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  5. "تامِر مُتَرجِم جَيِّد."

"تامِر مُتَرجِم جَيِّد."

Translation:Tamer is a good translator.

July 11, 2019

30 Comments


https://www.duolingo.com/profile/Ricardo-Learno

The Arabic text is really small! Pixel 2 Xl


https://www.duolingo.com/profile/pixilico

Really too small! Sometimes I just can't read at all!


https://www.duolingo.com/profile/SykoBeats313

I go to the display settings and change to largest display size to have bigger symbols.


https://www.duolingo.com/profile/Mark_albiljiki

you can use "Ctrl +" and "Ctrl -" to increase/decrease font sizes or use this excellent tool (add-on) : Wudooh (very adjustable qua sizes, used fonts….) https://chrome.google.com/webstore/detail/wudooh/nigfaloeeeakmmgndbdcijjegolpjfhn


https://www.duolingo.com/profile/Dennis693422

Is the adjective always last in sentences?


https://www.duolingo.com/profile/Ricardo-Learno

it appears to always follow the noun it modifies. But I'm new to Arabic so...


https://www.duolingo.com/profile/JeromeChey

Correct, but not only. The adjective is always placed after whatever it modifies, including other adjectives (e.g. in "a dark blue sky" it's the blue that is dark, here used as an adjective). Same in Latin languages like Spanish or French. However if two adjectives apply to the same word (e.g. "a blue and dark sky") then you can list them in any order, so just translate from right to left as per the reading order.


https://www.duolingo.com/profile/DuhamelJul

Not always true for French, most of the adjectives are after whatever it modifies but like 30% are placed before for no reason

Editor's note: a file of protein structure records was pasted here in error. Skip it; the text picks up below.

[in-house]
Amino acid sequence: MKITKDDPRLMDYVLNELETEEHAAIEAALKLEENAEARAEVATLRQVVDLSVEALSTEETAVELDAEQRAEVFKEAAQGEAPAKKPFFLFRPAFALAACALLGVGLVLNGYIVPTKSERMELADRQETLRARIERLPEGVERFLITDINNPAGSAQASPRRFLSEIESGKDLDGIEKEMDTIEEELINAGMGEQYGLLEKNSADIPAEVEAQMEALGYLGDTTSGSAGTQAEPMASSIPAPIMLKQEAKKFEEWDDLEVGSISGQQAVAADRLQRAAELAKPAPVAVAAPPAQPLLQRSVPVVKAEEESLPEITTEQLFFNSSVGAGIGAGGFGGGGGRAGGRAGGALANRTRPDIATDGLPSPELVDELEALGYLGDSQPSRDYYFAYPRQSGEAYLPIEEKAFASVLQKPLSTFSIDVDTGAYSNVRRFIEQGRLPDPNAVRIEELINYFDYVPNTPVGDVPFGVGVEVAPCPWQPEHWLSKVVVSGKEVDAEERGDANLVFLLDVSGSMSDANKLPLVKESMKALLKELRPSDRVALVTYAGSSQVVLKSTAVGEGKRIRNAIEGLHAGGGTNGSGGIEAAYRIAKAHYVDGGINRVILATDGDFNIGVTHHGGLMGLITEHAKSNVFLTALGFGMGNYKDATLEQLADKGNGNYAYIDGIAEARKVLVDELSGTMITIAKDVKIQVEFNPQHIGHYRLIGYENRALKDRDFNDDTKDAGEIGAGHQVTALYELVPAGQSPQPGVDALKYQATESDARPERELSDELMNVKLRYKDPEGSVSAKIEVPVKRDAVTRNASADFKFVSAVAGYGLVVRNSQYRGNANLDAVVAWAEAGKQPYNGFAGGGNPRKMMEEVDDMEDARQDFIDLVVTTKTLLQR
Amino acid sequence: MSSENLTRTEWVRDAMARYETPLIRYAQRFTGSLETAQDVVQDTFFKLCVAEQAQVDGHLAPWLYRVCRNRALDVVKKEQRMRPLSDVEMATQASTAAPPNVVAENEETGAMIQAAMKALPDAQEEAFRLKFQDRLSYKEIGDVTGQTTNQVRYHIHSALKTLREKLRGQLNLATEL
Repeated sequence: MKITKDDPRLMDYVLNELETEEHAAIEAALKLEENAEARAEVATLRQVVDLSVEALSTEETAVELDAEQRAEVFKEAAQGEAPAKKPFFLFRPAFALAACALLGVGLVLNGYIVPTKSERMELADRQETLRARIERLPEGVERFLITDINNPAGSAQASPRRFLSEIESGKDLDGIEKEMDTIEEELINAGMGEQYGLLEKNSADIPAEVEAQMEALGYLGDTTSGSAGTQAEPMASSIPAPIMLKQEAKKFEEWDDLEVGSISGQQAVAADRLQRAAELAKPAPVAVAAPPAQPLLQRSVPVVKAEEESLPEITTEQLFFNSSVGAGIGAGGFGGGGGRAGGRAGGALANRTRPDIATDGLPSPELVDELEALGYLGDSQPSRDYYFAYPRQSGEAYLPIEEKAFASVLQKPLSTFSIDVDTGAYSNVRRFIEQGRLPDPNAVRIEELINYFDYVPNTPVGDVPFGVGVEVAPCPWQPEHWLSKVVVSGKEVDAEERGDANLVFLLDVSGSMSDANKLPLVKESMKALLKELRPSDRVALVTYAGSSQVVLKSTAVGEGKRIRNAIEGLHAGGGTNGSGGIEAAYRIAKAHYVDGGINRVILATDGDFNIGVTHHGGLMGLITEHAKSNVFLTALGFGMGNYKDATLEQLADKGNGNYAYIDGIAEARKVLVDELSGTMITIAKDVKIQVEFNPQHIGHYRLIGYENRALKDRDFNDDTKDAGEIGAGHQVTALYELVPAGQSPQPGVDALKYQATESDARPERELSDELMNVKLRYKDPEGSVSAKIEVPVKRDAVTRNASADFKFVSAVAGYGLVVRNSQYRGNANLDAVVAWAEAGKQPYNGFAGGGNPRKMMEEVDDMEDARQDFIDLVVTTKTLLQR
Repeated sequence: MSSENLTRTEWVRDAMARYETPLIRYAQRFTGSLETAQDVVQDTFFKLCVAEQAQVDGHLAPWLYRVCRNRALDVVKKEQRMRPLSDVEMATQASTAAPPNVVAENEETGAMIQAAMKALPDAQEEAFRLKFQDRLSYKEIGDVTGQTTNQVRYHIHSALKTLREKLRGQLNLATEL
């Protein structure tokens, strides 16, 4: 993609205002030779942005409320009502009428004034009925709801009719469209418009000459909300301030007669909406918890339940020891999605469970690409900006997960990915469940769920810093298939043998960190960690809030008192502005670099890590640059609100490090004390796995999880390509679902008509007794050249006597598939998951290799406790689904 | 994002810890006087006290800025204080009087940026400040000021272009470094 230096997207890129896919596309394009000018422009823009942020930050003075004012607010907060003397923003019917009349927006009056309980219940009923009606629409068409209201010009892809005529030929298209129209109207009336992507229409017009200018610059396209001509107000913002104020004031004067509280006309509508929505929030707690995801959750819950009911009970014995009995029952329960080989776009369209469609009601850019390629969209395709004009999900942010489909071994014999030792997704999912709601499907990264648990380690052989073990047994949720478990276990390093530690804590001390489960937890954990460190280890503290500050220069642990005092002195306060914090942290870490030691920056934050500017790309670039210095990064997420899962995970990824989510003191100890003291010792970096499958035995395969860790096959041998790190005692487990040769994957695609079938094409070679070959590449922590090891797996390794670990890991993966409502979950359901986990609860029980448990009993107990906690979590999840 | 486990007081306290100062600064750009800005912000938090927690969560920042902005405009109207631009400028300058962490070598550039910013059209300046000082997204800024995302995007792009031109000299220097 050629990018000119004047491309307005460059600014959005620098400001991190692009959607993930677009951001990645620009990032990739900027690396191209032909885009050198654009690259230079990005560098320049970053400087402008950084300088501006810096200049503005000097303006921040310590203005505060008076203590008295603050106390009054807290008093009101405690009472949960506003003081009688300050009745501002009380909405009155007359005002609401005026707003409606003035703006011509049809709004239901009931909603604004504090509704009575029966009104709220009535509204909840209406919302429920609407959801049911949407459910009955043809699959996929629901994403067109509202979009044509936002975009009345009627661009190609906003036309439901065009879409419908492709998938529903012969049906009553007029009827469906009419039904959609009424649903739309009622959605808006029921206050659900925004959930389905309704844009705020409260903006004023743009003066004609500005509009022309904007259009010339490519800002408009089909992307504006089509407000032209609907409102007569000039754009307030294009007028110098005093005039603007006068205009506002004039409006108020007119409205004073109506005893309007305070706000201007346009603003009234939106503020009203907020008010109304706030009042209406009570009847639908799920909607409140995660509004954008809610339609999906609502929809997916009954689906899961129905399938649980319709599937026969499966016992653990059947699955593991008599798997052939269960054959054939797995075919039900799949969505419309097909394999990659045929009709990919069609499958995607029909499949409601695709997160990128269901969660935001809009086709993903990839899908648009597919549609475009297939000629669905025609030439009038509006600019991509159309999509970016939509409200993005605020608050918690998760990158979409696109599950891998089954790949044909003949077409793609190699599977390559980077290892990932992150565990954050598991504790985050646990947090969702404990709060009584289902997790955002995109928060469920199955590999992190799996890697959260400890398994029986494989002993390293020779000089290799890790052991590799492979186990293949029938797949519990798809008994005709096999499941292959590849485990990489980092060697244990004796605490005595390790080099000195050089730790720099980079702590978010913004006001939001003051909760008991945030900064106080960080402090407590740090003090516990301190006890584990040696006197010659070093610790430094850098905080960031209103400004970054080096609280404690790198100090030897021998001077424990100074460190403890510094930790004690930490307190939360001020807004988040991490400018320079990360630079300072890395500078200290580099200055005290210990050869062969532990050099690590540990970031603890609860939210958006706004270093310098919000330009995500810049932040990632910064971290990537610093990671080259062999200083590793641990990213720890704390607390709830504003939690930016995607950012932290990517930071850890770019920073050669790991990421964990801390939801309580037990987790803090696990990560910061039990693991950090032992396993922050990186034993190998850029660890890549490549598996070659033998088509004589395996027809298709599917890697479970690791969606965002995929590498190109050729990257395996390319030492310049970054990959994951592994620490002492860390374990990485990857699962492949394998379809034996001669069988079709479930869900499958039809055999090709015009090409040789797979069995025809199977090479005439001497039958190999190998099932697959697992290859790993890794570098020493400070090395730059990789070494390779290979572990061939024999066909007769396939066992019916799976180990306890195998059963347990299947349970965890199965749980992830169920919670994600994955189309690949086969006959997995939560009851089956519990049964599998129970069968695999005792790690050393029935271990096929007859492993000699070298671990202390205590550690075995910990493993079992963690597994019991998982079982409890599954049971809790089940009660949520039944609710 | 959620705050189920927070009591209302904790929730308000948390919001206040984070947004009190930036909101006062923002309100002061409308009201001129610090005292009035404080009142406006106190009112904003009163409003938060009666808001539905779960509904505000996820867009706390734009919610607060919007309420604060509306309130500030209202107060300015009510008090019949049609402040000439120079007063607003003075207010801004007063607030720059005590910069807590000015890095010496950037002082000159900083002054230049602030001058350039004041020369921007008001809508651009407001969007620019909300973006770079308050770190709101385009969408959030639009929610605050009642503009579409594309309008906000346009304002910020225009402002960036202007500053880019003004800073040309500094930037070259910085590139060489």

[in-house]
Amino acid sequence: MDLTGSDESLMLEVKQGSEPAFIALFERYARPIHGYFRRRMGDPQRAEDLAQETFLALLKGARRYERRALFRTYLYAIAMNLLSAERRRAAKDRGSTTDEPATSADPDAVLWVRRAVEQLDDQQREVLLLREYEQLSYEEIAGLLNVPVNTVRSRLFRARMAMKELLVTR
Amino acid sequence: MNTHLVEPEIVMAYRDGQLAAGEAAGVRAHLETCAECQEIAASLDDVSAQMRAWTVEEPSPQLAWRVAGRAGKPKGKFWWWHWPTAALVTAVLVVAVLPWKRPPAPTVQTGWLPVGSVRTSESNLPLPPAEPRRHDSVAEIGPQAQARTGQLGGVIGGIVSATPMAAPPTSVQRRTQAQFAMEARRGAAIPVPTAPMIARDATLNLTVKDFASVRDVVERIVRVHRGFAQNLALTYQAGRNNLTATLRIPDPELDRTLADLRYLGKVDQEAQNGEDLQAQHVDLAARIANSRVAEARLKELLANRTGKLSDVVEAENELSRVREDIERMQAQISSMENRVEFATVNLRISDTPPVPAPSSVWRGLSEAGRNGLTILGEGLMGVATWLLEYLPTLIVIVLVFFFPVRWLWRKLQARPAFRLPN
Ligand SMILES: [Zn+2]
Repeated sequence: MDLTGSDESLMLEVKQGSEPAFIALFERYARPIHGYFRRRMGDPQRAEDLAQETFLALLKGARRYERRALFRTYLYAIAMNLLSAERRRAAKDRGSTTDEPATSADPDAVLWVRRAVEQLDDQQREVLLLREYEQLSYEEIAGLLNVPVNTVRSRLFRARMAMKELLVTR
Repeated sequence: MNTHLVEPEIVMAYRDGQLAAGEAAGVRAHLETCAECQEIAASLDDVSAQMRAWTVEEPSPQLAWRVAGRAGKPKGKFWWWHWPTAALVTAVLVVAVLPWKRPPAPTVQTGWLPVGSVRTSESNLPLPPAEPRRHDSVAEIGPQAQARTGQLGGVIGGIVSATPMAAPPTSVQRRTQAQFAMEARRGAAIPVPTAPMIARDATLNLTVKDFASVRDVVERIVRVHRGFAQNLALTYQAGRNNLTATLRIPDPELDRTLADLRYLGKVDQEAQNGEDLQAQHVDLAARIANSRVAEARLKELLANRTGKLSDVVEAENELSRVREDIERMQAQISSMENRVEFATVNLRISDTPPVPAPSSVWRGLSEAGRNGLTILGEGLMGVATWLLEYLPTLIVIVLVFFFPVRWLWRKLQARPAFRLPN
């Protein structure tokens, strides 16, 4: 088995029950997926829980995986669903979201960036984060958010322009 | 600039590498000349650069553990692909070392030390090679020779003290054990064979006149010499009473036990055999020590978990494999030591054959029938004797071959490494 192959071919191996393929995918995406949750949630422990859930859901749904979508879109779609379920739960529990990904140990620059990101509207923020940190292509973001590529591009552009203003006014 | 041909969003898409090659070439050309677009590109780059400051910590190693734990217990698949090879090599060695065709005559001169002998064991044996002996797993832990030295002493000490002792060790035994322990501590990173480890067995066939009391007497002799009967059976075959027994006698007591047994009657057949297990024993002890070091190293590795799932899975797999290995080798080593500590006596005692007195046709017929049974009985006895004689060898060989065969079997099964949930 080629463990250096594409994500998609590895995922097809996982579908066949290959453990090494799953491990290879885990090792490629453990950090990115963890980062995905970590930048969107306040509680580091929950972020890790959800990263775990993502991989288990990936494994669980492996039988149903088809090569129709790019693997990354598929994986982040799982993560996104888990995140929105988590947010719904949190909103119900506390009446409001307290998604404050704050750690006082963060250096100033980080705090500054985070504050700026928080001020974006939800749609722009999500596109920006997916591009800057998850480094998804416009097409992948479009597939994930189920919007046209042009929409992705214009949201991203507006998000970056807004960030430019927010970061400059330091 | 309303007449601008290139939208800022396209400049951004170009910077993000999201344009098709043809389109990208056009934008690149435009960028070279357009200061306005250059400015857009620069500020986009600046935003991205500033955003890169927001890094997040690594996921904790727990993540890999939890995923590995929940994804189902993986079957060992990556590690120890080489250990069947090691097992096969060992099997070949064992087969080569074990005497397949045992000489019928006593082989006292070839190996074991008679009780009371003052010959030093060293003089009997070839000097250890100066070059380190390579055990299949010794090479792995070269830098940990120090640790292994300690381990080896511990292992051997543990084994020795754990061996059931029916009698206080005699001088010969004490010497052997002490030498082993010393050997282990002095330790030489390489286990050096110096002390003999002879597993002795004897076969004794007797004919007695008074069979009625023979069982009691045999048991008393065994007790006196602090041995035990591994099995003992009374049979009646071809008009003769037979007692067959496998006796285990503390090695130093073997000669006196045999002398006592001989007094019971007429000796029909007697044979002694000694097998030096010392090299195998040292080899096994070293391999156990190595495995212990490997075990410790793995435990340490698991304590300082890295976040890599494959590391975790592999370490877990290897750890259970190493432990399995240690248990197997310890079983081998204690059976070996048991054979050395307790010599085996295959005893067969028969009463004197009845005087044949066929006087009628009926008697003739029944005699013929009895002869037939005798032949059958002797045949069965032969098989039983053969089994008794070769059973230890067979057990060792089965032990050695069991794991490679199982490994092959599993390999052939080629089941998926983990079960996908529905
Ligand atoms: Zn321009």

https://www.duolingo.com/profile/ArkadyTx

Very true, as a native french speaker I confirm. As a rule of thumb, you can use this : if the adjective is shorter than the noun, it is usually before.

Not 100% true, but makes life easier ;)


https://www.duolingo.com/profile/Victor967645

Yes, that happens in spanish too. But you could write an adjetive before the noun in a poem.


https://www.duolingo.com/profile/aaiynan1

It is called mausuf and sifat in English. It may be fast translator But in arabic It is مترجم سريع which is translator fast if translated as such Got it


https://www.duolingo.com/profile/mathewathomas

Between مترجم and جيد, i hear an "ūn". I had asked an Arabic speaking buddy of mine, and he had mentioned that the "-un" at the end of a noun is common, although not written. However, i haven't heard at the end of all nouns. What's going on, and why is it not written, but vocalized in speech? Also, are there other "invisible" sounds at the end of words in other parts of speech?


https://www.duolingo.com/profile/LazyEinstein

They must have updated the audio. I have yet to hear audio with "un" but I have seen many comments throughout the course claiming this.


https://www.duolingo.com/profile/Quathia

Yes. Arabic has cases, but they are not usually written (as Arabic doesn't usually write the vowels) and often not pronounced, depending on the formality of the Arabic in question. In recitations of the Koran, all case endings are pronounced carefully, but in most other speech it's rare. The end of a sentence hardly ever has case endings. So - they will occasionally turn up when you least expect it. She could just as easily have said mutarjim jayyid.